Indigenous languages face extinction

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EIGHT months after Zimbabwe’s new Constitution was made law, efforts to harmonise pieces of legislation like the Education Act with the new charter have been nil although there are promises that it will soon be done.

Veneranda Langa

Among the different sectors affected by this inaction are indigenous languages, which according to Unesco, face extinction if policies are not crafted soon to make them official languages that can be used for learning at schools, as government language, and also as languages in commerce and industry.

There are, however, a few institutions, like the Parliament of Zimbabwe that have allowed the use of Shona or Ndebele in debate if an MP felt they can effectively express themselves in indigenous languages as opposed to the Queen’s language — and what often happens is that their discourse is then translated into English for the sake of Hansard reports.

However, it is now imperative for Parliament to ensure all institutions follow suit to ensure even those people who are not competent in English can contribute in developing the country by starting to align legislation with what is envisaged in the new Constitution to ensure Zimbabwe’s indigenous languages are safeguarded and saved from extinction.

The Constitution of Zimbabwe Amendment (No 20) recognises 16 languages as official languages as opposed to the previous one where only English, Shona and Ndebele were the official languages depending on the province where one resided.

Chapter 1:6 (1) of the charter reads; “The following languages, namely Chewa, Chibarwe, English, Kalanga, Koisan, Nambya, Ndau, Ndebele, Shangani, Shona, sign language, Sotho, Tonga, Tswana, Venda, and Xhosa, are the officially-recognised languages of Zimbabwe.

It continues in (2) “An Act of Parliament may prescribe other languages as officially recognised languages and may prescribe languages of record.

(3) The State and all institutions and agencies of government at every level must:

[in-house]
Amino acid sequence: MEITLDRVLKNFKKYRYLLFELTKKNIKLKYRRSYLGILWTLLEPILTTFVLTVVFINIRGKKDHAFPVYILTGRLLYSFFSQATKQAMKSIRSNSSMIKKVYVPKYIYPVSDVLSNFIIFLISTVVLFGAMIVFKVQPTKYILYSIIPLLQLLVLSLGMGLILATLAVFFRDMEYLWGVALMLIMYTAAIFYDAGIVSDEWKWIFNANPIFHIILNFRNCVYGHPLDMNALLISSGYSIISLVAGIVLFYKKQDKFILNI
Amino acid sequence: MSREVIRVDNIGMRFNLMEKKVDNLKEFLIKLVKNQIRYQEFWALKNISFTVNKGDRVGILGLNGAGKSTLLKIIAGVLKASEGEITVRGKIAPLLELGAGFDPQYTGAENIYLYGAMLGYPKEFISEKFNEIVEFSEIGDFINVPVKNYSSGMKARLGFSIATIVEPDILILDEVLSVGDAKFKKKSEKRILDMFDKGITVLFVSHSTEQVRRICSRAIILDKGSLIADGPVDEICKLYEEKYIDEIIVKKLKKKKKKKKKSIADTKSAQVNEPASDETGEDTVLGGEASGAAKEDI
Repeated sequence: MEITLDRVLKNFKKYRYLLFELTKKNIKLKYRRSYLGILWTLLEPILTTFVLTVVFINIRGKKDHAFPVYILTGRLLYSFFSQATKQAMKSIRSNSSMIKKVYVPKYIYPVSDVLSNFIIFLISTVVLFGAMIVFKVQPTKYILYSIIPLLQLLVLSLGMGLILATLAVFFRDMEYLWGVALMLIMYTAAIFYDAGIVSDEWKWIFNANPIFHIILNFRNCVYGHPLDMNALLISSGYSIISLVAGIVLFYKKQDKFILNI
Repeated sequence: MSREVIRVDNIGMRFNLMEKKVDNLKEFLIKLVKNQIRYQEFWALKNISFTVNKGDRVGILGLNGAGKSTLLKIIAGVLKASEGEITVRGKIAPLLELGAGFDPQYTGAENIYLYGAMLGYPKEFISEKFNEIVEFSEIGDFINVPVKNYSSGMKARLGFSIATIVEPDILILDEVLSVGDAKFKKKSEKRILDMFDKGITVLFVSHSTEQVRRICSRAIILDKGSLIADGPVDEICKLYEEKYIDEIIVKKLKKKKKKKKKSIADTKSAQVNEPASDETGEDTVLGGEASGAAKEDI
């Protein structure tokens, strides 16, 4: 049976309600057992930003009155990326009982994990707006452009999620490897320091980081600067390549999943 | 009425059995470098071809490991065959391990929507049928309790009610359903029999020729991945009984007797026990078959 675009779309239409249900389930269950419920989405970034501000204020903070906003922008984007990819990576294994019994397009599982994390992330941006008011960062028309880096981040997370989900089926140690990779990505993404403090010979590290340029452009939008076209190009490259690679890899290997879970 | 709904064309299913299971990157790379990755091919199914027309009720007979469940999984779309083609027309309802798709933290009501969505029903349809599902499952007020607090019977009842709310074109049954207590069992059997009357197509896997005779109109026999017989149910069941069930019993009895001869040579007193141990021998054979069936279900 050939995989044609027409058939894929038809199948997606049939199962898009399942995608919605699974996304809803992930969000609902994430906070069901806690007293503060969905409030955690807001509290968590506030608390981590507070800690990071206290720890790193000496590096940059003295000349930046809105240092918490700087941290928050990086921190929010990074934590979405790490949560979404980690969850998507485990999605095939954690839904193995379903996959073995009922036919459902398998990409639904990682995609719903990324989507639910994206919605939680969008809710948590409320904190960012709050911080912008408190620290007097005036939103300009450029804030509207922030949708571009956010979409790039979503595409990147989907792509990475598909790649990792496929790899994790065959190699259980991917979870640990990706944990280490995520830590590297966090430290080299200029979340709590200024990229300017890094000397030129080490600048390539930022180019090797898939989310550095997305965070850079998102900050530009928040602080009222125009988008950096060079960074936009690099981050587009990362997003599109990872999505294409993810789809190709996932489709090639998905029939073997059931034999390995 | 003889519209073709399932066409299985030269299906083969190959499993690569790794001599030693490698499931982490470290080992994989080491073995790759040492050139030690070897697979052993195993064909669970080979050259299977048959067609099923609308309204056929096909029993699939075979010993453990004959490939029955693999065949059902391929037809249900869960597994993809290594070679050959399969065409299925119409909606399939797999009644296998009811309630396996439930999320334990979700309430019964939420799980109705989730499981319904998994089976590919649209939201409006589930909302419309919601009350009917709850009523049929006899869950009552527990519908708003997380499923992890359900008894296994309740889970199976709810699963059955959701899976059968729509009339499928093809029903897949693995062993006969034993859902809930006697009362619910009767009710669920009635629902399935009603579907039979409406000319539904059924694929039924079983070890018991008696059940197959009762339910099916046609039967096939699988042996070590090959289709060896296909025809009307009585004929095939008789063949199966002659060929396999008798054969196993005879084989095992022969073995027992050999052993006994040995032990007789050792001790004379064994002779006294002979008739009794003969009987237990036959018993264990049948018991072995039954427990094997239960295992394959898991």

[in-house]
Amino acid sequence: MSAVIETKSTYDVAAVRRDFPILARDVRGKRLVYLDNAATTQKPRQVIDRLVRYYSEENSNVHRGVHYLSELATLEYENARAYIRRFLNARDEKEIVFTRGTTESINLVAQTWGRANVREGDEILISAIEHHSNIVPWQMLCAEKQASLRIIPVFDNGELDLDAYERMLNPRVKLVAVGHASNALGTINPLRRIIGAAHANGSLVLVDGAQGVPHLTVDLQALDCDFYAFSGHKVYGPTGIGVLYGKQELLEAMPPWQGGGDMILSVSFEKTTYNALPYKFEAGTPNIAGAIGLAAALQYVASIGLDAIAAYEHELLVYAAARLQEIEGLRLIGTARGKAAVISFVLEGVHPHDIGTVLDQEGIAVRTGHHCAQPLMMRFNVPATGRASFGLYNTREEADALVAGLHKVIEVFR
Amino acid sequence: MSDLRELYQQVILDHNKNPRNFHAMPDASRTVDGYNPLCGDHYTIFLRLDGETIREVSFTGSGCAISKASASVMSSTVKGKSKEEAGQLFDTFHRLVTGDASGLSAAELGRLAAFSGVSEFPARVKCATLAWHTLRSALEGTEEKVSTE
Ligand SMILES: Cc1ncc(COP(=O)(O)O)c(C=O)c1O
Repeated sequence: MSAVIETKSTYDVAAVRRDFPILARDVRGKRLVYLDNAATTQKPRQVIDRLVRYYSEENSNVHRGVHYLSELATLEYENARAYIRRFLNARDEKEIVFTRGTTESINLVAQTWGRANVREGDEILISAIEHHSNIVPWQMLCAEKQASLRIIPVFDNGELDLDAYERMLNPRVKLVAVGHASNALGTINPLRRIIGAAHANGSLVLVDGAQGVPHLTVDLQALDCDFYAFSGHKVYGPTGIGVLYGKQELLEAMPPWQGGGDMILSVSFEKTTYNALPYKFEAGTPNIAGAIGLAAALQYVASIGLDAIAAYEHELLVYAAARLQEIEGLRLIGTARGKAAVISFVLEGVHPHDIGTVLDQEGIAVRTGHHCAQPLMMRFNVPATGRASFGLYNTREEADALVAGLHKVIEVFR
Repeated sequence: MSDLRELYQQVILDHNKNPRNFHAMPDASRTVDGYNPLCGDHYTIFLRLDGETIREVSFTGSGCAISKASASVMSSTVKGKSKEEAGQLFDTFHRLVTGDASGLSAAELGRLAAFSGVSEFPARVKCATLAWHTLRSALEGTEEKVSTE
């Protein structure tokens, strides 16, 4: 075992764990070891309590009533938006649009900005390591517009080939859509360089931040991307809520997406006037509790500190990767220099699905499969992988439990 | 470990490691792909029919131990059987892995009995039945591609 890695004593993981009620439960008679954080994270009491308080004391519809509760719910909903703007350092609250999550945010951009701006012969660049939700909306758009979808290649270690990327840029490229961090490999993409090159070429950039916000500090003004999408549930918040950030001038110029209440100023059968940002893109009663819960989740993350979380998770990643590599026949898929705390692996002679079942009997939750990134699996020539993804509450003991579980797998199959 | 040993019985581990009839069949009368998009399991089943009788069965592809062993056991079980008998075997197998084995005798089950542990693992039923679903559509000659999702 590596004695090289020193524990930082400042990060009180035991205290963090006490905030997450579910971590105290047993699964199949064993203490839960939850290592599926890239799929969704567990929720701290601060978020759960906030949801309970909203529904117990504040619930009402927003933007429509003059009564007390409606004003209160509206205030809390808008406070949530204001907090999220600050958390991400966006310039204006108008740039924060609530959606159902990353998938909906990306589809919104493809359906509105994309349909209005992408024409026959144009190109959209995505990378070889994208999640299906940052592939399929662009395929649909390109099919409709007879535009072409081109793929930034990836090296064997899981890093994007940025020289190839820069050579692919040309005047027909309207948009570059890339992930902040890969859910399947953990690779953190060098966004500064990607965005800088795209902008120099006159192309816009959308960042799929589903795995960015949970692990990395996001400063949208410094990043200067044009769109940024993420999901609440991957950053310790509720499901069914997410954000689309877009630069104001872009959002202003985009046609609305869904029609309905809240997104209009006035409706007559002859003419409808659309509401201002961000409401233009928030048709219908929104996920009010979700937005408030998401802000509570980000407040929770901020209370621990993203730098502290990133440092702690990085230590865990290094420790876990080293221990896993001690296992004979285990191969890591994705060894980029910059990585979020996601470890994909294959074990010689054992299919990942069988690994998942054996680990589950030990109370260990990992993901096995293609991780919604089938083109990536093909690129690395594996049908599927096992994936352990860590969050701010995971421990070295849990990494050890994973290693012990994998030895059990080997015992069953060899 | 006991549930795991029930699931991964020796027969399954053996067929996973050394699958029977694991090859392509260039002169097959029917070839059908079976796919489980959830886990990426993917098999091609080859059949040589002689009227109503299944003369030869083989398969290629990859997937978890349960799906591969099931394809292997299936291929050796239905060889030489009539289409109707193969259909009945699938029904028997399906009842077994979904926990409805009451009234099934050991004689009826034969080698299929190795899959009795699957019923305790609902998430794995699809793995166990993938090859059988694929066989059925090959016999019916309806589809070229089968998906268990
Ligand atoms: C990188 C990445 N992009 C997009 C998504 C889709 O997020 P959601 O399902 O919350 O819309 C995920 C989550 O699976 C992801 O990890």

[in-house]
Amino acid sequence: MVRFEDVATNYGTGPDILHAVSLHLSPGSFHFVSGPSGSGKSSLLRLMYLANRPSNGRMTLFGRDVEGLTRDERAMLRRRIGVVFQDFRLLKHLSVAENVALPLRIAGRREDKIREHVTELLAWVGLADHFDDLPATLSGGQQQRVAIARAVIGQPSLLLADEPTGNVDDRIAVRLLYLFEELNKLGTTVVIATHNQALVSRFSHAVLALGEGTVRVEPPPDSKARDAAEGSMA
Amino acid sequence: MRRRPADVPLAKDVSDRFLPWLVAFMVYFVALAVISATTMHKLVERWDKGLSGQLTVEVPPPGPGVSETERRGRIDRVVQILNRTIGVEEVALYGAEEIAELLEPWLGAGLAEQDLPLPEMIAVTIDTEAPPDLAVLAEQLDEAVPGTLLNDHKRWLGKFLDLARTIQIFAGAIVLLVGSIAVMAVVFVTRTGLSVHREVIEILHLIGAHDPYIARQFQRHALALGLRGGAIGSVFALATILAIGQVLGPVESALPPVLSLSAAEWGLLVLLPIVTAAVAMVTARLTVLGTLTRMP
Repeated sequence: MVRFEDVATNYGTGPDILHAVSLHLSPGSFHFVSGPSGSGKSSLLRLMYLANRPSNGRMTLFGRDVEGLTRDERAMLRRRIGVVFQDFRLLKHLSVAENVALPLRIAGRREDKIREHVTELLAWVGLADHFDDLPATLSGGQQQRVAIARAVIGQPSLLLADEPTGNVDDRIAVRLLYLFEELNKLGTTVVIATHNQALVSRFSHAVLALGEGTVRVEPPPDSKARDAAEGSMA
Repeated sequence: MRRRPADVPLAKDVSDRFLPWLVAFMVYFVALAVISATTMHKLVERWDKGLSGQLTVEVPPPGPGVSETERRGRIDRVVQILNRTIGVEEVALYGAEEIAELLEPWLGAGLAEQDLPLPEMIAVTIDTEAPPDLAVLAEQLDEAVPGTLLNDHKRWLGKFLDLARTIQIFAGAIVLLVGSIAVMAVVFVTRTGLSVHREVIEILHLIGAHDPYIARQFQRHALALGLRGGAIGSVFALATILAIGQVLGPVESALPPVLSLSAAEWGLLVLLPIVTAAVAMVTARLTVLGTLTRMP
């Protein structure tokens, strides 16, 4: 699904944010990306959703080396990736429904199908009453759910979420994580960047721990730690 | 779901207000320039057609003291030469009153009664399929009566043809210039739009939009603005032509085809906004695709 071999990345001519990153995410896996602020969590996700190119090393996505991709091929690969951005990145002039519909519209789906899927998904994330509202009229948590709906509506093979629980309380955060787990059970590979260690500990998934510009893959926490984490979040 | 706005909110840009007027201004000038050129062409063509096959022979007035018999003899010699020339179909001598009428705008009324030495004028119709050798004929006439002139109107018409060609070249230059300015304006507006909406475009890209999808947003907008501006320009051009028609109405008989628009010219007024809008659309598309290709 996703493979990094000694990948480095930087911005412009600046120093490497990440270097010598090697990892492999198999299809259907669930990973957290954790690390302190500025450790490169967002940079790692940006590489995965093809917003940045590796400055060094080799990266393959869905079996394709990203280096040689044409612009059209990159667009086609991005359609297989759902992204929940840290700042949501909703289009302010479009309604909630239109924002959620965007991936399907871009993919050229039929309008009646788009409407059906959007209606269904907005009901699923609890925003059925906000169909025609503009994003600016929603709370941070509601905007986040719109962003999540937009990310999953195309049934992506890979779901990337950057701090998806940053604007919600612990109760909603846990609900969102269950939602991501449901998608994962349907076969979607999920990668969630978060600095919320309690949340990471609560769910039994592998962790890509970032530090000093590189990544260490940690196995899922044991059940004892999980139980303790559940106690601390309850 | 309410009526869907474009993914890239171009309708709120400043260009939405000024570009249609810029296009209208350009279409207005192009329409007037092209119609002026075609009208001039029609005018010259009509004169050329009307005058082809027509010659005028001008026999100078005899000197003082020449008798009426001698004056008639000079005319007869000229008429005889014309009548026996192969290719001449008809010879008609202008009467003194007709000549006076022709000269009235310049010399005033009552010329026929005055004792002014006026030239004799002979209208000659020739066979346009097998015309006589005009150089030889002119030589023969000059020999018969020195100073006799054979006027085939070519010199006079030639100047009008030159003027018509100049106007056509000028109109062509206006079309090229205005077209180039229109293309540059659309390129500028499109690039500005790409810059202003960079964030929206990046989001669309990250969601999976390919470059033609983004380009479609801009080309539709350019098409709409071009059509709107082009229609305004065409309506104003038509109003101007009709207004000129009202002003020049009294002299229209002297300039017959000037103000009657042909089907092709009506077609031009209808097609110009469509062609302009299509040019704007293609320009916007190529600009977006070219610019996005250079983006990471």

(a) Ensure that all officially recognised languages are treated equitably; and
(b) Take into account the language preferences of people affected by government measures or communications.”
In (4) the new Constitution further stipulates that, “the state must promote and advance the use of all languages used in Zimbabwe, including sign language, and must create conditions for the development of those languages.

According to Primary and Secondary Education ministry principal director for Infant Education Psychological Services and Special Needs Education Kwazanayi Nyanungo, studies by the Nziramasanga Commission of 1999 recommended there should be the upholding of language rights in the Zimbabwe education curriculum, adding it should start from infant education.

“In response to the Nziramasanga Commission report the ministry has recommended quality education from the earliest possible stage of five years when a child’s vocabulary will be about 10 000 words or more and it is an important factor in the design of the education curriculum for infant education,” said Nyanungo.

“The educational, technical, cultural and spiritual levels of Zimbabweans could be raised if instruction is given in their mother tongue.  The Education Act which is currently under review for aligning with the new constitution does mention languages in section 55 (11) where it says Shona, Ndebele and English should be taught in all primary schools from Grade Zero to grade three.  The same Act reads prior to the fourth grade either of languages, English, Shona and Ndebele can be used as a medium of instruction depending on which language is commonly spoken or understood by pupils,” she said.
Nyanungo also revealed statistics on 2012 Grade Seven results proved that students performed well in Shona and Ndebele, but badly in subjects like Maths, General Paper and others which were taught in English.

Interpretations of the graph by Nyanungo were that no province performed below 53, 19% in indigenous languages.